House of Frankenstein (1944), co-starring Lon Chaney Jr., John Carradine, J. Carrol Naish, Glenn Strange and Elena Verdugo.
- As "John Gray," a cabman who supplies very fresh bodies for medical research in The Body Snatcher (1945).
A stylish Val Lewton production, directed by Robert Wise and co-starring Henry Daniell and Bela Lugosi (his last film with Karloff).
- As "General Nikolas Pherides," beset with plague, superstition, premature burial and lots of spooky atmosphere in Isle of the Dead (1945).
Another Val Lewton production, directed by Mark Robson.
- As "Master George Sims," sadistic warden of an insane asylum in Bedlam (1946).
Another fine Val Lewton production directed by Mark Robson.
- As "Dr. Hollingshead," phony psychiatrist and jewel thief in the Danny Kaye comedy thriller The Secret Life of Walter Mitty (1947),
based on the famous story by James Thurber..
- As "Chief Guyasuta," a very bad Indian, in Unconquered (1947), starring Gary Cooper.
- As "Gruesome," a comic-strip gangster (in the best sense of the phrase) in Dick Tracy Meets Gruesome (1947),
a pleasant thriller with good comic moments and a fine cast including Ralph Byrd (Tracy), Anne Gwynne, Milton Parsons and Skelton Knaggs.
- As "Tishomingo," a very good Indian, in Tap Roots (1948).
- As "Swami Talpur," a mesmerizing red herring in Abbott and Costello Meet the Killer, Boris Karloff (1949).
- As "Voltan," a faithful family servant in the Charles Laughton melodrama The Strange Door (1951), based on a story by
Robert Louis Stevenson.
- As "Dr. Meissen," the castle physician, in The Black Castle (1952), co-starring Lon Chaney Jr.
- As "Dr. Henry Jekyll," alias "Mr. Hyde" (with help from stuntman Eddie Parker)
in Abbott and Costello Meet Dr. Jekyll and Mr. Hyde (1953).
- As "Colonel March," solving crimes and sporting an eye patch in the British TV series Colonel March of Scotland Yard (1954).
- As himself, getting honored by friends and co-workers in a biographical TV tribute on This Is Your Life (1957),
especially notable for an appearance by makeup genius Jack Pierce.
- As "James Rankin," a criminologist who slowly realizes that he's also a Hyde-like psychotic murderer in
the British film The Haunted Strangler (1958, UK title The Grip of the Strangler).
- As "Dr. Bolton," pioneer anaesthesiologist forced to deal with unsavory characters in the British film Corridors of Blood
(1958, UK title The Doctor of Seven Dials).
Co-starring Christopher Lee.
- As "Baron Victor von Frankenstein," disfigured by the Nazis but carrying on the family tradition in Frankenstein—1970 (1958).
- As himself, hosting 67 episodes of the American mystery/horror anthology TV series Thriller (1960-62),
many of them excellent horror stories, and a few starring himself:
- as "Clay Mace" in "The Prediction" (November 22, 1960)
- as "Doctor Thorne" in "The Premature Burial" (October 2, 1961)
- as "Dr. Albert Farnham" in "The Last of the Sommervilles" (November 6, 1961)
- as "Pop Jenkins" / "Colonel Jackson Beauregarde LeJean" in "Dialogues with Death" (December 4, 1961)
- as "Doktor Konrad Markesan" in "The Incredible Doktor Markesan" (February 26, 1962)
- Reprising the great stage role written for him in the 40's, murderous "Jonathan Brewster"
in the Hallmark Hall of Fame television production of "Arsenic and Old Lace" (1961), co-starring Tony Randall as Mortimer Brewster.
- As himself, joining old fiends Peter Lorre and Lon Chaney Jr. in a quest for what scares people in the wonderful "Lizard's Leg and Owlet's Wing"
episode of the TV series Route 66 (October 26, 1962).
This show is priceless to horror fans because the producers persuaded Boris and Lon to suffer through being made up as their most famous characters again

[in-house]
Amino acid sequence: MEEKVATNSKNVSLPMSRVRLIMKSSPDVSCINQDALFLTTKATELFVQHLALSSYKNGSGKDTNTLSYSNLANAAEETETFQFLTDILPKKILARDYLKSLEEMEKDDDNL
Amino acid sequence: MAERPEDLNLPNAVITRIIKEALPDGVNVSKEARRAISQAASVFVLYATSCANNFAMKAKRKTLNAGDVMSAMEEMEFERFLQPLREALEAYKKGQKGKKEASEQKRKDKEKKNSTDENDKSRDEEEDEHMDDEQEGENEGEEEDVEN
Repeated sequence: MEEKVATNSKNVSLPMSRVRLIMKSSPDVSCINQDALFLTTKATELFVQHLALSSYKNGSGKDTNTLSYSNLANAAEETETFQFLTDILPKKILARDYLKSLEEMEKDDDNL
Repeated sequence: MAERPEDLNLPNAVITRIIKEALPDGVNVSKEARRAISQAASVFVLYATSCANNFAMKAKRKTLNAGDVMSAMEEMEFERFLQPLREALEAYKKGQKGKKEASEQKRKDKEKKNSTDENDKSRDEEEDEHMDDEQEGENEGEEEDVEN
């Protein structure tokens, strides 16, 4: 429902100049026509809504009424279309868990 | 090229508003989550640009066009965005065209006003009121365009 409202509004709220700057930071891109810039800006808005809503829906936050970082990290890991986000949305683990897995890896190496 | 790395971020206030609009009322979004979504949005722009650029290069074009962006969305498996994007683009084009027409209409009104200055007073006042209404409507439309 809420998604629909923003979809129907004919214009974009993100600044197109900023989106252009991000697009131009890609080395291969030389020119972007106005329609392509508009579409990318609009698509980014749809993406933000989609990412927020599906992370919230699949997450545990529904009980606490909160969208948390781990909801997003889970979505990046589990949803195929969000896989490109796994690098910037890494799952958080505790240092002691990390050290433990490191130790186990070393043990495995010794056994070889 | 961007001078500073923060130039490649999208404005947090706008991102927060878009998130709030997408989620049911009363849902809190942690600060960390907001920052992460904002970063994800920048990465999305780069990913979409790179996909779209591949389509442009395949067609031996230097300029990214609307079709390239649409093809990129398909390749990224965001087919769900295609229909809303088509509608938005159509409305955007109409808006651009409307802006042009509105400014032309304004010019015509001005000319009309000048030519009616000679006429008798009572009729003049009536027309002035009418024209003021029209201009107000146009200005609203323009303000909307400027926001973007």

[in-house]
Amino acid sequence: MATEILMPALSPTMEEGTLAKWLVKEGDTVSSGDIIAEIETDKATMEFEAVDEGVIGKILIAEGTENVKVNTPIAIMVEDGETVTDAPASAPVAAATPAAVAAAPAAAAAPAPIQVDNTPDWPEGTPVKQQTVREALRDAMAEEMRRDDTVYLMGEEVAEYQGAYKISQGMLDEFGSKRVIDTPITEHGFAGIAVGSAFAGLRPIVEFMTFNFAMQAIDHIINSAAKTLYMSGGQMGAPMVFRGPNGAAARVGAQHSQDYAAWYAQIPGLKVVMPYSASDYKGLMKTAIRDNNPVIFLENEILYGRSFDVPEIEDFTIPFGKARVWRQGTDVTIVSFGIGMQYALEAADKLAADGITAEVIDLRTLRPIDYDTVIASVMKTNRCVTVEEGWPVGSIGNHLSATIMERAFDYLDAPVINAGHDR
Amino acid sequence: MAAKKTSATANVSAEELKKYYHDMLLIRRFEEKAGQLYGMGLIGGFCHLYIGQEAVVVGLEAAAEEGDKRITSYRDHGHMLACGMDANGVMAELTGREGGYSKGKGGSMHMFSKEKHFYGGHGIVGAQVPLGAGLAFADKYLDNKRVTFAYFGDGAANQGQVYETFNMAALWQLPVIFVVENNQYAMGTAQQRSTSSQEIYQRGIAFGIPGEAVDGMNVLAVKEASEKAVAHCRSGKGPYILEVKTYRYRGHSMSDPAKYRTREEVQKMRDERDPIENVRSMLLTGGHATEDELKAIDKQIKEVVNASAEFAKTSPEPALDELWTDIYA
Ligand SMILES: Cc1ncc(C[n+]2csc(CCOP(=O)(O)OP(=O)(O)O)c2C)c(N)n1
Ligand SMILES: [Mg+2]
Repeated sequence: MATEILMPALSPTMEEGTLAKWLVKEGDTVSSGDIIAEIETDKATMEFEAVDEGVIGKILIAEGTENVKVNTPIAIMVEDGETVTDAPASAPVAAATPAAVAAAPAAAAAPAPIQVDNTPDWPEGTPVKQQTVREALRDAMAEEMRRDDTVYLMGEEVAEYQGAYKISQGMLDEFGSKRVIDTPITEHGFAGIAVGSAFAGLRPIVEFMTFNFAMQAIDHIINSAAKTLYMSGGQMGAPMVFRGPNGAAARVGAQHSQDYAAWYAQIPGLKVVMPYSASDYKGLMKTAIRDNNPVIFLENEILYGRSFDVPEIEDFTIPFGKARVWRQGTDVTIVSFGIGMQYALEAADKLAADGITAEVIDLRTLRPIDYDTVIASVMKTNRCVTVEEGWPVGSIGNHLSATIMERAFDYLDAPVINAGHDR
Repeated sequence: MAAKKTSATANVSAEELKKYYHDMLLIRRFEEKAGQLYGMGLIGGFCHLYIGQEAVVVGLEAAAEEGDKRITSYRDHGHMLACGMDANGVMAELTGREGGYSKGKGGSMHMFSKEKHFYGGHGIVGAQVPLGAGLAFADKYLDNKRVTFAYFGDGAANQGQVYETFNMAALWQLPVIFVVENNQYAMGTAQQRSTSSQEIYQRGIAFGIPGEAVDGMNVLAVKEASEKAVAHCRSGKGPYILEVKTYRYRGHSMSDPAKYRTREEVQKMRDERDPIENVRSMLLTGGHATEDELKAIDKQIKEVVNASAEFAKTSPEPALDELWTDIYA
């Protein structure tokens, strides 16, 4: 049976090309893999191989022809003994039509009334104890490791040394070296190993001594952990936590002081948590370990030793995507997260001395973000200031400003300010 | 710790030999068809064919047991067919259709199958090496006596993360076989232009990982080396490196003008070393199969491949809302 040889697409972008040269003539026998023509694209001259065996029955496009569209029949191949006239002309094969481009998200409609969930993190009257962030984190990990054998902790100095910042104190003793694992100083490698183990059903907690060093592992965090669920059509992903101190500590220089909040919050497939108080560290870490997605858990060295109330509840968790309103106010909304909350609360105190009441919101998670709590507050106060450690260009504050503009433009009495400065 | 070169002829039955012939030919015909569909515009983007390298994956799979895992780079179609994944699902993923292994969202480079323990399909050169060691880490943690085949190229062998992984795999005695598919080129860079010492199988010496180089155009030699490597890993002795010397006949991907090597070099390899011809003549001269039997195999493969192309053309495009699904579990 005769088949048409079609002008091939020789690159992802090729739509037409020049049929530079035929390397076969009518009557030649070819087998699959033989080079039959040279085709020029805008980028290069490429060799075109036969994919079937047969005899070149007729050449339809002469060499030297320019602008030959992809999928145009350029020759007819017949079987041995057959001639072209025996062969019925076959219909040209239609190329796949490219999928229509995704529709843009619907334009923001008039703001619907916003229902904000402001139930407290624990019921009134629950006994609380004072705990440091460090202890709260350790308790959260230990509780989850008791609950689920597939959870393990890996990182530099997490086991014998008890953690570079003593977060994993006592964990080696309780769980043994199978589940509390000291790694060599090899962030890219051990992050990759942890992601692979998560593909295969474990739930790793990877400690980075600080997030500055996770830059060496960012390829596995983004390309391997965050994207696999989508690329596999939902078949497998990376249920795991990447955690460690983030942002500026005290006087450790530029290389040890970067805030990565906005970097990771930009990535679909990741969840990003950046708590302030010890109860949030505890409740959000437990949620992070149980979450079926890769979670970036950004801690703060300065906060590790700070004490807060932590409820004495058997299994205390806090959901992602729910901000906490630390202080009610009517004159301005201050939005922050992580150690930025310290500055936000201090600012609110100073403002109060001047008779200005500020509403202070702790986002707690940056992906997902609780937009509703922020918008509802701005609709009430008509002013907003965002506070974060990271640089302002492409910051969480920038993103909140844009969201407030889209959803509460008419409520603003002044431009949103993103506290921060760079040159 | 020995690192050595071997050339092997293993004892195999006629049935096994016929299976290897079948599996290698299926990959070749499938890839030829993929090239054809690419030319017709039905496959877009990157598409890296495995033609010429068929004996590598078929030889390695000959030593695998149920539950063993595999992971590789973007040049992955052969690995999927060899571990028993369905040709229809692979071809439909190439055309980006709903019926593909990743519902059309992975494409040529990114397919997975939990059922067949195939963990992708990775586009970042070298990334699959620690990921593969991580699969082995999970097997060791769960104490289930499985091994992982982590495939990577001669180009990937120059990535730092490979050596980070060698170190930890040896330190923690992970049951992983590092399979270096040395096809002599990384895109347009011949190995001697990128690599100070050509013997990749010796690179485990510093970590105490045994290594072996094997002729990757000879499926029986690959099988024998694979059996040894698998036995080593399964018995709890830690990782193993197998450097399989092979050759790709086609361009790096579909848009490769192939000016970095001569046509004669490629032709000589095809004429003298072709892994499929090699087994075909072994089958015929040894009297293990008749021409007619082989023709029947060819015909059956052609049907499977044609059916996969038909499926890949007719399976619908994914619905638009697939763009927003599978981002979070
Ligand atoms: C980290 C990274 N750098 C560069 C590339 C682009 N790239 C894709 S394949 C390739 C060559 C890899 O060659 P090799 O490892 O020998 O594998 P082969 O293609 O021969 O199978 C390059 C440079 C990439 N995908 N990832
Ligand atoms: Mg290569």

— Boris as the Frankenstein monster, and Lon as the Wolf Man, Kharis the Mummy, and his Dad's Hunchback of Notre Dame.
Peter just wears a cape and top hat, but he's spooky enough already.
- As "Dr. Scarabus," an evil sorceror in Roger Corman's horror comedy The Raven (1963), co-starring old fiends Vincent Price and Peter Lorre, with
Hazel Court and young Jack Nicholson (as Lorre's son!).
- As "Baron Eric von Leppe," driven mad by a vengeful witch in Roger Corman's The Terror (1963), thrown together with cutting room leftovers,
with an early performance from Jack Nicholson.
- As "Amos Hinchley," a senile old man who gets the last laugh in the genre-star-packed, farcical The Comedy of Terrors (1963),
directed by Jacques Tourneur and co-starring Vincent Price, Peter Lorre, and Basil Rathbone.
- Introducing three spooky stories (as himself), and starring in "The Wurdalak" segment (as the vampire, "Gorca"),
in Mario Bava's excellent Italian horror anthology Black Sabbath (1964, Italian title I Tre Volti Della Paura).
- Uncredited in a cameo as an art dealer in the Annette & Frankie opus Bikini Beach (1964).
- As "Nahum Witley," turned into a disintegrating radioactive monster in Die, Monster Die! (1965),
based on H.P. Lovecraft's "The Color Out of Space".
- As "Hiram Stokeley," a restless ghost (no wonder) in The Ghost in the Invisible Bikini (1966).
- As "Mr. Singh," an East Indian plaguing the heroes in The Wild Wild West (September 23, 1966) starring Robert Conrad and Ross Martin.
- In comical drag as "Mother Muffin," in the "The Mother Muffin Affair" episode of the TV series The Girl from U.N.C.L.E. (September 27, 1966).
- Giving marvelous voice (only) to "The Grinch" the Who-hater who learns to have a heart in the half-hour yuletide TV cartoon
How the Grinch Stole Christmas! (1966), animated by Chuck Jones.
- As "Professor Monserrat," a mad scientist dabbling in dangerous vicarious experiences in The Sorcerers (1967).
- Lending his voice to the "Animagic" puppetry (based on Jack Davis caricature) of "Baron Von Frankenstein," in Mad Monster Party (1967).
- As "Don Ernesto Silvando," a VERY quixotic Spaniard, in the ":Mainly on the Plains" episode of the TV series I Spy
(February 22, 1967), starring Robert Culp and Bill Cosby.
- As "Charles Badalescu," a blind sculptor, in the Spanish film Cauldron of Blood (1967, Spanish title El Collecionista de Cadaveres).
- Playing a heroic version of himself, aging horror star "Byron Orlock," in Peter Bogdanovich's intelligent, timely Targets (1968).
- As "Professor Marshe," in The Crimson Cult (1968), co-starring Christopher Lee and Barbara Steele.
- A trouper to the last, starring in four Mexican/American productions released posthumously under the following titles and numerous others:
- as "Matthias Morteval," who fakes his own death and murders his heirs in House of Evil (1968),
- as "Dr. Carl Mandel", a good mad doctor who saves the world with his computer in The Fear Chamber (1968),
- as "Karl Van Molder," alias "Damballah," an evil scientist with an army of zombies in Isle of the Snake People (1971),
- as "Professor John Mayer" a mad scientist plagued with space aliens and a sex-crazed killer in The Incredible Invasion (1971).
Go Back to BOOS WHO Classic Horror Players Directory List
Last revised August 21, 2005 by George "E-gor" Chastain.
Maintained by George "E-gor" Chastain